“What we are seeing at this moment is that the negotiations on climate change are not going far enough, are not going fast enough, and in the meantime some of us are going to be confronted with the end of history.” — Antonio Lima, Cape Verde’s ambassador to the United Nations
Rising sea levels caused by global warming could displace millions of people worldwide who are living on low-lying coastlines, and it may prove fatal to some small island nations. At a recent conference at Columbia Law School, legal experts explored the implications for the people whose homelands could become uninhabitable within a matter of decades.
The oceans have been expanding with the steady rise in global temperatures over the past century or more. Melting glaciers and ice sheets near the poles are adding to the problem, and sea levels are now rising an average of more than 3 mm a year. If the melting of huge ice sheets in Greenland and Antarctica accelerates, the situation will get much worse for the many islands that sit just a few meters above sea level.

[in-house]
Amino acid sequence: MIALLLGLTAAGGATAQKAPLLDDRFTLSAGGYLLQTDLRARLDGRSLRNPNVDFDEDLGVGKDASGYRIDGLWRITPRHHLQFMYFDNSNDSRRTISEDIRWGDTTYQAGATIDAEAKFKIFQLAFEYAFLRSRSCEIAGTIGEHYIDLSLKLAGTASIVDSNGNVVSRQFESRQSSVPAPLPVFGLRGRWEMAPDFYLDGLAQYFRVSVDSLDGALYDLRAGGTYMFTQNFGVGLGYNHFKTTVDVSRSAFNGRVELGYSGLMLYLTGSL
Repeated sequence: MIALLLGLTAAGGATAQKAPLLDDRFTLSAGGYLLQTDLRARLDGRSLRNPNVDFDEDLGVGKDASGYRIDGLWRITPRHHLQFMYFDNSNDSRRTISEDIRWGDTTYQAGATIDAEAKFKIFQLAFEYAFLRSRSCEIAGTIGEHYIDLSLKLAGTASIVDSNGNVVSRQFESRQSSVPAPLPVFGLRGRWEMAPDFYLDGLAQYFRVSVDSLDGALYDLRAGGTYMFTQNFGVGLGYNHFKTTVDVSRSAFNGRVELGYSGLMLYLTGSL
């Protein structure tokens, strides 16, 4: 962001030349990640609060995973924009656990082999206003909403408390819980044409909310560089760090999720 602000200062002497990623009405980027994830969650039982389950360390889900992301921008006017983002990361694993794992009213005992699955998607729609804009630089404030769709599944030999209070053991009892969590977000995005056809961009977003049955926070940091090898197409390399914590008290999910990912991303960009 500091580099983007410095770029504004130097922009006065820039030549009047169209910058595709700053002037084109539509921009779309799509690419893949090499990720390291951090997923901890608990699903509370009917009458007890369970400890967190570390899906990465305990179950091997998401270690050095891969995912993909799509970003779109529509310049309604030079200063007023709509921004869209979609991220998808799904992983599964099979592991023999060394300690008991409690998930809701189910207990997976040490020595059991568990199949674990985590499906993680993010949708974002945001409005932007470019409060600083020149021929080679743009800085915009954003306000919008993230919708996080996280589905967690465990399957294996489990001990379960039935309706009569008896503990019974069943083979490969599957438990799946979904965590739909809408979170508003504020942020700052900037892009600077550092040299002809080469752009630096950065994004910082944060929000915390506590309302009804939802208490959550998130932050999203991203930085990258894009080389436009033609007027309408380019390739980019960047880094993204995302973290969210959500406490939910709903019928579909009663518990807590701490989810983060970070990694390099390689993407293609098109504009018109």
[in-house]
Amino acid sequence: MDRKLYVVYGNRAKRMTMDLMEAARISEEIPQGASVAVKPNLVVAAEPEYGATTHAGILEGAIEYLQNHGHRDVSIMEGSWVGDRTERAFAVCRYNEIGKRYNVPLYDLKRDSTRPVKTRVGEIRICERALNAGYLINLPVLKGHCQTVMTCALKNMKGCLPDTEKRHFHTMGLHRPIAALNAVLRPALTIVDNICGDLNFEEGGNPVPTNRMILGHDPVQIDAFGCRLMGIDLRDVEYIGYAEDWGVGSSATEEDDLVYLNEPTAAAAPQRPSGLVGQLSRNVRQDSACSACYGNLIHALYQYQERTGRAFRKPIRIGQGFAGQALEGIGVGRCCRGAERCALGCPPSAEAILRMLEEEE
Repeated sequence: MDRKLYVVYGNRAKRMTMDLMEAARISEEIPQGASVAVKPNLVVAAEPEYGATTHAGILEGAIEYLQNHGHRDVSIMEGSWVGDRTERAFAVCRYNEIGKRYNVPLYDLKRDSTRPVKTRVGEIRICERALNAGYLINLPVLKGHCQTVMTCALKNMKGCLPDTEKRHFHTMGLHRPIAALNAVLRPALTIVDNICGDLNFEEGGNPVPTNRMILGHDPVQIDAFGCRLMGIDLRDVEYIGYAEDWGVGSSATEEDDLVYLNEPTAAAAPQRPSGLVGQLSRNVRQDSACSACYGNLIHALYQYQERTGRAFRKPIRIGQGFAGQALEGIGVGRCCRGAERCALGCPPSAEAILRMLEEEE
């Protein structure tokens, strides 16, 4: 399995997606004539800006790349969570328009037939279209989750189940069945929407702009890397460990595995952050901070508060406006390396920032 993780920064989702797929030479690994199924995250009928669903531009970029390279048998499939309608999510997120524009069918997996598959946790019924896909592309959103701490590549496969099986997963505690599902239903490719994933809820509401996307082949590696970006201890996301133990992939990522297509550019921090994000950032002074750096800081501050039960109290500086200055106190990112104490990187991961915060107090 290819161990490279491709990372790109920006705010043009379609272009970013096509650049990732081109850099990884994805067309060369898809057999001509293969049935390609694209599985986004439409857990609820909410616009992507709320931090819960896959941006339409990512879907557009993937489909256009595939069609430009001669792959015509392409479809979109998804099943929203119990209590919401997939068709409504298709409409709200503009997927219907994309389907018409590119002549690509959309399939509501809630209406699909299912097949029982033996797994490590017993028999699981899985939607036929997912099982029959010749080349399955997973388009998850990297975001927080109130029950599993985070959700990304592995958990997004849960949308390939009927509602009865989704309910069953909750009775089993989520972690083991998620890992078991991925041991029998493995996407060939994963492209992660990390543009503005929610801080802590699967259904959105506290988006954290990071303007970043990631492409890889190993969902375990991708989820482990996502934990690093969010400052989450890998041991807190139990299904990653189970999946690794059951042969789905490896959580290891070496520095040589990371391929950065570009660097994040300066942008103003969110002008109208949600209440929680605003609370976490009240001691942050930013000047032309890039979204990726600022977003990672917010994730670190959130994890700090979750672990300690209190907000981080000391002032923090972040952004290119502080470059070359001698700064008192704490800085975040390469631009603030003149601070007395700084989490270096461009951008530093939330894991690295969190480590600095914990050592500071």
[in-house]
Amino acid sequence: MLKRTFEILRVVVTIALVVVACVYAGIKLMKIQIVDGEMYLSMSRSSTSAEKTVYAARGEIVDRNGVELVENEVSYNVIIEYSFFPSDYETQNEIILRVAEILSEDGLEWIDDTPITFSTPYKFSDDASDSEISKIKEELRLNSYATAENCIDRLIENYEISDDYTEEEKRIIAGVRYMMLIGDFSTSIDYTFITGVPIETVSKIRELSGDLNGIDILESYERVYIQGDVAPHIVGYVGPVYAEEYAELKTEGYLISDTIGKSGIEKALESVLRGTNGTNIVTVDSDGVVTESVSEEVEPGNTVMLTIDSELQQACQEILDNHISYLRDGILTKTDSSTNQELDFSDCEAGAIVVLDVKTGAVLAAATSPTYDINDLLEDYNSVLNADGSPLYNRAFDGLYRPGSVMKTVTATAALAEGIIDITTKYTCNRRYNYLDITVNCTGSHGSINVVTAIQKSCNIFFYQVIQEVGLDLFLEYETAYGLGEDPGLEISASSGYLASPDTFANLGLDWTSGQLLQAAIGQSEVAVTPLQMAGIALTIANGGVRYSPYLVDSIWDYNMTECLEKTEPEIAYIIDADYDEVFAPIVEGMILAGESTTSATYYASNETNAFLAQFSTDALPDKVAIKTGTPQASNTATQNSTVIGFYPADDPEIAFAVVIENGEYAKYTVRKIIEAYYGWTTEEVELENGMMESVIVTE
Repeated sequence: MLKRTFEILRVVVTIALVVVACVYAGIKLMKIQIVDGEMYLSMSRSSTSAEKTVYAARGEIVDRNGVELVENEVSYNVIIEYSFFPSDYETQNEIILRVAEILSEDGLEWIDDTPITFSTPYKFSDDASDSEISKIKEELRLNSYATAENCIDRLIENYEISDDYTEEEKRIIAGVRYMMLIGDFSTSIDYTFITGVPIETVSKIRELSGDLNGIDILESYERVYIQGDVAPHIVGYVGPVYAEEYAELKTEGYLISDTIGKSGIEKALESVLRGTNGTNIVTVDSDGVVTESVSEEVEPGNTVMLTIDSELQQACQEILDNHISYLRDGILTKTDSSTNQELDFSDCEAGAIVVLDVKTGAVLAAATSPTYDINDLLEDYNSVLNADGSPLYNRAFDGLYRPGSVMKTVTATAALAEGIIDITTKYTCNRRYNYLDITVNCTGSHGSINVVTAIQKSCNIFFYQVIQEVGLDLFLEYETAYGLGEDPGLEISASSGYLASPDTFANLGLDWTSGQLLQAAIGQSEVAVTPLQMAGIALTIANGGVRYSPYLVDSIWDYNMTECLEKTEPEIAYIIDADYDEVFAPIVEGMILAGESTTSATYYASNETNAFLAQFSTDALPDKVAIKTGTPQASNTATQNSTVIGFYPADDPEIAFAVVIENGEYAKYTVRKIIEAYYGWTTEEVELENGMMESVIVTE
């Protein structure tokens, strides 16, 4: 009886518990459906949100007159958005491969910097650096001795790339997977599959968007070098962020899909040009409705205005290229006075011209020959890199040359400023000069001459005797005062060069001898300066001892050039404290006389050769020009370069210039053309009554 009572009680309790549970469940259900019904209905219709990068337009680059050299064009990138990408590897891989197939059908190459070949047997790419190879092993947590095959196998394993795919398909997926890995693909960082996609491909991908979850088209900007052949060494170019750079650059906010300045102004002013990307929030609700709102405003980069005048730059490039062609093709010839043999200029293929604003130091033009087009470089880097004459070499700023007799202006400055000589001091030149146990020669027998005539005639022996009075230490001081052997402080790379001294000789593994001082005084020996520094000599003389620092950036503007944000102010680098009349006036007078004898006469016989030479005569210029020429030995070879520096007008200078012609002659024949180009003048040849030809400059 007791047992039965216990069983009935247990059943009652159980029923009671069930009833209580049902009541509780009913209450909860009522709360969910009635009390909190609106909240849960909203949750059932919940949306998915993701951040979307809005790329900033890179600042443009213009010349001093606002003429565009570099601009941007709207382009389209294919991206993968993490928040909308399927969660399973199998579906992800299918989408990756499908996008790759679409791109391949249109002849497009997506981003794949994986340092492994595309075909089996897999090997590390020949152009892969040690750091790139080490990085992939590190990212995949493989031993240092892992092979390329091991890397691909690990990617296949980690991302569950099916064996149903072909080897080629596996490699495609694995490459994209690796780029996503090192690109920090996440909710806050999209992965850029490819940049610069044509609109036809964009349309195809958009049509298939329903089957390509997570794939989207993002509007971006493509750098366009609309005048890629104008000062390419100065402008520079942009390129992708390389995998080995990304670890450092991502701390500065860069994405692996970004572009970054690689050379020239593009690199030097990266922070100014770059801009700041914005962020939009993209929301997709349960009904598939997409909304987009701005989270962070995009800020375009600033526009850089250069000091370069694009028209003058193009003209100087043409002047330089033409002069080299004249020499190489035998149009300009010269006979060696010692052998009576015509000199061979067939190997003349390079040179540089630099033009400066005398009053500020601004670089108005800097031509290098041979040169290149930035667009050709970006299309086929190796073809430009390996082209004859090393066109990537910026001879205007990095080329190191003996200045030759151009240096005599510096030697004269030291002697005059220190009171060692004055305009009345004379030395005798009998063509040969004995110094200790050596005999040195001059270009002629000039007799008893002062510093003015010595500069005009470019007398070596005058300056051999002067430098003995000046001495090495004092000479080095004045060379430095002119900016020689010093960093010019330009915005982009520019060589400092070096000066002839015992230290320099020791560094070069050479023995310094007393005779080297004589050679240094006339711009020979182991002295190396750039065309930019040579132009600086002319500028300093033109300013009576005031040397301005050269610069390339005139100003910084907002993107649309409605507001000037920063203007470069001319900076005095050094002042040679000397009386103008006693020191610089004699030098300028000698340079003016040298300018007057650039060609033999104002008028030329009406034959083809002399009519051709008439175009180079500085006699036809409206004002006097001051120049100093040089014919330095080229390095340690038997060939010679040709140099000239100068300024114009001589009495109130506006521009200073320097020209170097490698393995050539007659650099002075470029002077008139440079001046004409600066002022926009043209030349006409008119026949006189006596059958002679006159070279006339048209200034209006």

As their lands become inundated and eventually uninhabitable, where will the people go? Who will take them in, and what rights will they be able to hold onto? Will they be able to maintain their sovereignty without terra firma? Should they hold onto fishing and maritime rights in the waters around what used to be their home? Should the developed world be held to account for its role in global climate change?
The conversation continued for three days at the Columbia Law School, in a conference presented by the Columbia Center for Climate Change Law and the Republic of the Marshall Islands and co-sponsored by the Earth Institute, among other organizations. You can listen to the discussions on videos at the conference web site, here.